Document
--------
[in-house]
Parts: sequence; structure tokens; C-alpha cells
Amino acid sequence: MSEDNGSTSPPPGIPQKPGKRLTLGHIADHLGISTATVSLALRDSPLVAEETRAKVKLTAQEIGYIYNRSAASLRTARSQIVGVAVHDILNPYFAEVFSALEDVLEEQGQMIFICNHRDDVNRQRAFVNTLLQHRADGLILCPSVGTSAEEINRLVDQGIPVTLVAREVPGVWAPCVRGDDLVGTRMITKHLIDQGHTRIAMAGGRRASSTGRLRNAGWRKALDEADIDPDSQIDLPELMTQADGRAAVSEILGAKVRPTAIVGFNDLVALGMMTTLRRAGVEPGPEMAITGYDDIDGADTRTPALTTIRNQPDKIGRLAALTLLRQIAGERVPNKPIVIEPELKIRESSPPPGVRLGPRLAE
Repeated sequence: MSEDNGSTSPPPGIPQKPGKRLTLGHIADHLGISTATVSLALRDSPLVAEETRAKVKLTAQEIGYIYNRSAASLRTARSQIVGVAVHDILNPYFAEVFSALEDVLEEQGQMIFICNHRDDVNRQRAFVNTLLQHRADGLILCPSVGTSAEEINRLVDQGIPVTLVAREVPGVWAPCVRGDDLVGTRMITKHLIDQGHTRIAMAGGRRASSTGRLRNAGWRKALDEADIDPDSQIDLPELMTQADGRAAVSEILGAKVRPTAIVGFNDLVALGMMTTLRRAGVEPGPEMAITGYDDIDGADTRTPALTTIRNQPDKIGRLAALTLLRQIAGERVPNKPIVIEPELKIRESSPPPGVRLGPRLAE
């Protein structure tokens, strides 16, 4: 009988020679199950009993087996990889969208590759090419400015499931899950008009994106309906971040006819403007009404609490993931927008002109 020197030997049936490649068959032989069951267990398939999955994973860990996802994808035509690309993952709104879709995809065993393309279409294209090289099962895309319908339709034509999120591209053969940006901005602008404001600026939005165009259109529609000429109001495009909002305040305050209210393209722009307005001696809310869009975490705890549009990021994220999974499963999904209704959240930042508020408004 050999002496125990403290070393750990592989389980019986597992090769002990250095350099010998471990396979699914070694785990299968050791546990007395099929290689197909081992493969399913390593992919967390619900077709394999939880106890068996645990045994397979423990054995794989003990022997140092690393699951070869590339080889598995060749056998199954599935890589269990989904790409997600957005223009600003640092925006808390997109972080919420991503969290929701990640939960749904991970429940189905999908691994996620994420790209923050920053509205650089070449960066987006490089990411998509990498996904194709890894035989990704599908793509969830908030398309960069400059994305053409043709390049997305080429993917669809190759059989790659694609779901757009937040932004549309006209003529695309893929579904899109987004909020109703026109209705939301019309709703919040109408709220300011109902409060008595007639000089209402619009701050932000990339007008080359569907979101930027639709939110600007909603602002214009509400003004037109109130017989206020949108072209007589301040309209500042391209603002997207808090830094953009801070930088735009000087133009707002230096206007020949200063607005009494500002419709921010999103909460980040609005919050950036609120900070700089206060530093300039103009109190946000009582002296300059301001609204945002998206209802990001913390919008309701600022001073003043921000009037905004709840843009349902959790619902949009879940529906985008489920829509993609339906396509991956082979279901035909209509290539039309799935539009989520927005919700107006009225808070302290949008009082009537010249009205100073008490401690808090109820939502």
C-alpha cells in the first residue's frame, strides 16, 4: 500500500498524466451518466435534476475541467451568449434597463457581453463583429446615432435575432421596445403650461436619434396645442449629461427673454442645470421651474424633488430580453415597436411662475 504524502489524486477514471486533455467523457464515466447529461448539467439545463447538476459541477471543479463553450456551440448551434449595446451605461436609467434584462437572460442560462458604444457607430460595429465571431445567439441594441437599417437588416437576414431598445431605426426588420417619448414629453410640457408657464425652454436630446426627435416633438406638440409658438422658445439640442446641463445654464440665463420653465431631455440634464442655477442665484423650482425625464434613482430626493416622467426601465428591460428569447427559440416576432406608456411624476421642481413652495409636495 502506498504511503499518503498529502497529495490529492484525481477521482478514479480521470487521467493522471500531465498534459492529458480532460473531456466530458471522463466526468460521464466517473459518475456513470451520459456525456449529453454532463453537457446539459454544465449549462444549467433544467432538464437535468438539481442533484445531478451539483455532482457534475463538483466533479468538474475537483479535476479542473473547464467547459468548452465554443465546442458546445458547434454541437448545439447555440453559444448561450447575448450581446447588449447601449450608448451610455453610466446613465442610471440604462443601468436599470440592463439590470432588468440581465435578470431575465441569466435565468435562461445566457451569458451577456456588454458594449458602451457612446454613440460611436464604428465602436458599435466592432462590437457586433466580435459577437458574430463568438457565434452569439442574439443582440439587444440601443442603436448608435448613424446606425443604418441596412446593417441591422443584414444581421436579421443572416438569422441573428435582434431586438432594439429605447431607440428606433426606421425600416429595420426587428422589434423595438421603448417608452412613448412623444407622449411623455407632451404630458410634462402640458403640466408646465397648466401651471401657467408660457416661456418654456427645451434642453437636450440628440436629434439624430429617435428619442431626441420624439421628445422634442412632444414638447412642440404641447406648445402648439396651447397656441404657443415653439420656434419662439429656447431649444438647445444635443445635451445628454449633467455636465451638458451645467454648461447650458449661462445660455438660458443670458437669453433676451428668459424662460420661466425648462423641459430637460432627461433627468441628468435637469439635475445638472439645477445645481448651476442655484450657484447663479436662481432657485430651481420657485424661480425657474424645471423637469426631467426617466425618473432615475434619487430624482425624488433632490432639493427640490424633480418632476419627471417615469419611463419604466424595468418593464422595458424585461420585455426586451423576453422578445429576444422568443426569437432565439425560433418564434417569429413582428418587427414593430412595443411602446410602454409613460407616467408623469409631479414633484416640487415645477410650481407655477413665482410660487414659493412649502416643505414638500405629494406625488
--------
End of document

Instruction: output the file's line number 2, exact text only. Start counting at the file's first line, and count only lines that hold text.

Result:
Parts: sequence; structure tokens; C-alpha cells